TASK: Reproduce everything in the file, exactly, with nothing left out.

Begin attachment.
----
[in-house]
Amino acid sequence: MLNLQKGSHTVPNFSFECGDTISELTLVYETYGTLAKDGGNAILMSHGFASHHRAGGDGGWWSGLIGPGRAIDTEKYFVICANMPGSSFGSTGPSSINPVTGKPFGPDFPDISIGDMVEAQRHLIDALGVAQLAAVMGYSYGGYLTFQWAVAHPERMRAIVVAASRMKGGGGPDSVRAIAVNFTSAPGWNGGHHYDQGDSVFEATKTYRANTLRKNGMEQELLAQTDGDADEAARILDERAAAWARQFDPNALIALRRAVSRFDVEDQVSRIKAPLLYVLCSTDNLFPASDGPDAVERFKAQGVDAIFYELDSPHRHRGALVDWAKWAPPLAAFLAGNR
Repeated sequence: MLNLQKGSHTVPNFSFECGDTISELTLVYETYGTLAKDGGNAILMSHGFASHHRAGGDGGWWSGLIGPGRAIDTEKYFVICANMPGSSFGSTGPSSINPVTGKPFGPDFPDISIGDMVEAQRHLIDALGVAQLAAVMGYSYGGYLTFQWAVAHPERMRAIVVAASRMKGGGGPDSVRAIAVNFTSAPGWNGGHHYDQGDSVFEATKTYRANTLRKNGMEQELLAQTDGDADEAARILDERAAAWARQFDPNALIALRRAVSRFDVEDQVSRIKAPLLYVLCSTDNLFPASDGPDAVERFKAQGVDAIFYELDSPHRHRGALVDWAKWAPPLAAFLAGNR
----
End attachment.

[in-house]
Amino acid sequence: MLNLQKGSHTVPNFSFECGDTISELTLVYETYGTLAKDGGNAILMSHGFASHHRAGGDGGWWSGLIGPGRAIDTEKYFVICANMPGSSFGSTGPSSINPVTGKPFGPDFPDISIGDMVEAQRHLIDALGVAQLAAVMGYSYGGYLTFQWAVAHPERMRAIVVAASRMKGGGGPDSVRAIAVNFTSAPGWNGGHHYDQGDSVFEATKTYRANTLRKNGMEQELLAQTDGDADEAARILDERAAAWARQFDPNALIALRRAVSRFDVEDQVSRIKAPLLYVLCSTDNLFPASDGPDAVERFKAQGVDAIFYELDSPHRHRGALVDWAKWAPPLAAFLAGNR
Repeated sequence: MLNLQKGSHTVPNFSFECGDTISELTLVYETYGTLAKDGGNAILMSHGFASHHRAGGDGGWWSGLIGPGRAIDTEKYFVICANMPGSSFGSTGPSSINPVTGKPFGPDFPDISIGDMVEAQRHLIDALGVAQLAAVMGYSYGGYLTFQWAVAHPERMRAIVVAASRMKGGGGPDSVRAIAVNFTSAPGWNGGHHYDQGDSVFEATKTYRANTLRKNGMEQELLAQTDGDADEAARILDERAAAWARQFDPNALIALRRAVSRFDVEDQVSRIKAPLLYVLCSTDNLFPASDGPDAVERFKAQGVDAIFYELDSPHRHRGALVDWAKWAPPLAAFLAGNR